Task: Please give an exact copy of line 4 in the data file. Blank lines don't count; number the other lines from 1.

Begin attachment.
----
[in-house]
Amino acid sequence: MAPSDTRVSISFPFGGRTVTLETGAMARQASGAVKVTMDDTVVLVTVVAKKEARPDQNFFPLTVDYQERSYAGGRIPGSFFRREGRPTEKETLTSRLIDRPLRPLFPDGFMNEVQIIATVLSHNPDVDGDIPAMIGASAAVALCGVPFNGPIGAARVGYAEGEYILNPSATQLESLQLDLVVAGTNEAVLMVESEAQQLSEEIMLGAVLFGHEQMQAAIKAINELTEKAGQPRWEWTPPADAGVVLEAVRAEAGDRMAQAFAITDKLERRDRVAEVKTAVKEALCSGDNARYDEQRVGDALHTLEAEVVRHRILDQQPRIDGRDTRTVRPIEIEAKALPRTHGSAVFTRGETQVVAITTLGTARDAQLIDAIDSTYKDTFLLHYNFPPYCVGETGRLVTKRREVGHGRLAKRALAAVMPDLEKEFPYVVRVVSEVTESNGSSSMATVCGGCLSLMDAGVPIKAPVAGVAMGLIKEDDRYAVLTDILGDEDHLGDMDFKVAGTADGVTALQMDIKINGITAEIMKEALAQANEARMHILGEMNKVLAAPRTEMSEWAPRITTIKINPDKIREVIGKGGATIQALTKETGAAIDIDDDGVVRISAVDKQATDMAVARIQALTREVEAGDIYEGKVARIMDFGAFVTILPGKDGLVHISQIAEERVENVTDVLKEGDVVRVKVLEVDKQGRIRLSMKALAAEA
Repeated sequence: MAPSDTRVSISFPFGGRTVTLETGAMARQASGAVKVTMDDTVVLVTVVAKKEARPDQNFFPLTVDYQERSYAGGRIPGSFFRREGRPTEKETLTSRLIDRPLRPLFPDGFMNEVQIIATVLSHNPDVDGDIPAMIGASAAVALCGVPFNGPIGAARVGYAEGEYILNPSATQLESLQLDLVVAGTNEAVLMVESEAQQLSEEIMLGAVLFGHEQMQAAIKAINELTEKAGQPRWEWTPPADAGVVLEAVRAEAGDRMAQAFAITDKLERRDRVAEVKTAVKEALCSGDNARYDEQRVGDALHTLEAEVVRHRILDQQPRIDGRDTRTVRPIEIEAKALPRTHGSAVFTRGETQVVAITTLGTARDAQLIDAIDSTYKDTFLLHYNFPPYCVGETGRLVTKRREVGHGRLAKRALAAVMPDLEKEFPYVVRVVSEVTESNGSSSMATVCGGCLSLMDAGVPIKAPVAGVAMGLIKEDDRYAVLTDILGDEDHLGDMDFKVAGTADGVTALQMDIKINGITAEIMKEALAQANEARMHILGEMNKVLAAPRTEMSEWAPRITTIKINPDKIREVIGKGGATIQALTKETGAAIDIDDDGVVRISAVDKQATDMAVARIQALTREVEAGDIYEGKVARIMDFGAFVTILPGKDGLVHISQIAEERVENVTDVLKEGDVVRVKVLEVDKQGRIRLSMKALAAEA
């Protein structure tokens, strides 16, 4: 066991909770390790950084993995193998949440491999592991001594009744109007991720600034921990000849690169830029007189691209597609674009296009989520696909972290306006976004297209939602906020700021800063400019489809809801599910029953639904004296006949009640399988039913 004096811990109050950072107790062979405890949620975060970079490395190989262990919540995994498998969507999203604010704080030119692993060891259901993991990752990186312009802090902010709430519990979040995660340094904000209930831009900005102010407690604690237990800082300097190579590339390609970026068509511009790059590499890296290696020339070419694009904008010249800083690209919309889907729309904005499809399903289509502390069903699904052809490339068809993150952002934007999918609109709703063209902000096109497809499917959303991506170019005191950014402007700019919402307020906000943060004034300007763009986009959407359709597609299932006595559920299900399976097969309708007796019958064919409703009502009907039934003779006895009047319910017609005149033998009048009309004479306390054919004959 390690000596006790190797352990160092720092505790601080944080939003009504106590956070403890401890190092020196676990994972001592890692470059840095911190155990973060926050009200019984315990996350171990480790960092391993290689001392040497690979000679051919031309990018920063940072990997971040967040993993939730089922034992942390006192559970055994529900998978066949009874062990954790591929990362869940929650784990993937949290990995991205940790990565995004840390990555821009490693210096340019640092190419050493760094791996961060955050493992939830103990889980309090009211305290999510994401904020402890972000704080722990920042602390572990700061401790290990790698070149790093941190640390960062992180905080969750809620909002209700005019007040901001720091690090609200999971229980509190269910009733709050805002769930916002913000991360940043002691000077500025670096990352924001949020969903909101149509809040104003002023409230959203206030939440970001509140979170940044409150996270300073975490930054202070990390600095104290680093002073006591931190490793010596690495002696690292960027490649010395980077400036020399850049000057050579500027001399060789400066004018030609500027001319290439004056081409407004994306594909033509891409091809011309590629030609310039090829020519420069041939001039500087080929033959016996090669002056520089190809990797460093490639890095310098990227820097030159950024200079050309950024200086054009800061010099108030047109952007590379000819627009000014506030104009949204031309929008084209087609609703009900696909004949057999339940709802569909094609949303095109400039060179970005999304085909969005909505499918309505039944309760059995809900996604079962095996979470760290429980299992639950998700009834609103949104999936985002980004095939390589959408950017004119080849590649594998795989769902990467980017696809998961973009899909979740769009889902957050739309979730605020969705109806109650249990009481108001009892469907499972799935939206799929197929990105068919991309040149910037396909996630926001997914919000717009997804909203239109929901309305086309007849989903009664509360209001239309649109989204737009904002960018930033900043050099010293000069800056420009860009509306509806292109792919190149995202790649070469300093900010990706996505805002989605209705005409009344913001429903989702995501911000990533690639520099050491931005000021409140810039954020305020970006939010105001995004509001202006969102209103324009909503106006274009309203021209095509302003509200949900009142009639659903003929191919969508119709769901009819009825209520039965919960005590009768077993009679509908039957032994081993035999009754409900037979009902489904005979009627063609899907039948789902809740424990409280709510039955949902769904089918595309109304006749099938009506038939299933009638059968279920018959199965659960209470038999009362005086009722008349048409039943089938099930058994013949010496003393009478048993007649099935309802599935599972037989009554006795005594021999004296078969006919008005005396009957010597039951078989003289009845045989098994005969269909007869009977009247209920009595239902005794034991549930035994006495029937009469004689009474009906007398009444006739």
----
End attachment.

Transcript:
């Protein structure tokens, strides 16, 4: 066991909770390790950084993995193998949440491999592991001594009744109007991720600034921990000849690169830029007189691209597609674009296009989520696909972290306006976004297209939602906020700021800063400019489809809801599910029953639904004296006949009640399988039913 004096811990109050950072107790062979405890949620975060970079490395190989262990919540995994498998969507999203604010704080030119692993060891259901993991990752990186312009802090902010709430519990979040995660340094904000209930831009900005102010407690604690237990800082300097190579590339390609970026068509511009790059590499890296290696020339070419694009904008010249800083690209919309889907729309904005499809399903289509502390069903699904052809490339068809993150952002934007999918609109709703063209902000096109497809499917959303991506170019005191950014402007700019919402307020906000943060004034300007763009986009959407359709597609299932006595559920299900399976097969309708007796019958064919409703009502009907039934003779006895009047319910017609005149033998009048009309004479306390054919004959 390690000596006790190797352990160092720092505790601080944080939003009504106590956070403890401890190092020196676990994972001592890692470059840095911190155990973060926050009200019984315990996350171990480790960092391993290689001392040497690979000679051919031309990018920063940072990997971040967040993993939730089922034992942390006192559970055994529900998978066949009874062990954790591929990362869940929650784990993937949290990995991205940790990565995004840390990555821009490693210096340019640092190419050493760094791996961060955050493992939830103990889980309090009211305290999510994401904020402890972000704080722990920042602390572990700061401790290990790698070149790093941190640390960062992180905080969750809620909002209700005019007040901001720091690090609200999971229980509190269910009733709050805002769930916002913000991360940043002691000077500025670096990352924001949020969903909101149509809040104003002023409230959203206030939440970001509140979170940044409150996270300073975490930054202070990390600095104290680093002073006591931190490793010596690495002696690292960027490649010395980077400036020399850049000057050579500027001399060789400066004018030609500027001319290439004056081409407004994306594909033509891409091809011309590629030609310039090829020519420069041939001039500087080929033959016996090669002056520089190809990797460093490639890095310098990227820097030159950024200079050309950024200086054009800061010099108030047109952007590379000819627009000014506030104009949204031309929008084209087609609703009900696909004949057999339940709802569909094609949303095109400039060179970005999304085909969005909505499918309505039944309760059995809900996604079962095996979470760290429980299992639950998700009834609103949104999936985002980004095939390589959408950017004119080849590649594998795989769902990467980017696809998961973009899909979740769009889902957050739309979730605020969705109806109650249990009481108001009892469907499972799935939206799929197929990105068919991309040149910037396909996630926001997914919000717009997804909203239109929901309305086309007849989903009664509360209001239309649109989204737009904002960018930033900043050099010293000069800056420009860009509306509806292109792919190149995202790649070469300093900010990706996505805002989605209705005409009344913001429903989702995501911000990533690639520099050491931005000021409140810039954020305020970006939010105001995004509001202006969102209103324009909503106006274009309203021209095509302003509200949900009142009639659903003929191919969508119709769901009819009825209520039965919960005590009768077993009679509908039957032994081993035999009754409900037979009902489904005979009627063609899907039948789902809740424990409280709510039955949902769904089918595309109304006749099938009506038939299933009638059968279920018959199965659960209470038999009362005086009722008349048409039943089938099930058994013949010496003393009478048993007649099935309802599935599972037989009554006795005594021999004296078969006919008005005396009957010597039951078989003289009845045989098994005969269909007869009977009247209920009595239902005794034991549930035994006495029937009469004689009474009906007398009444006739």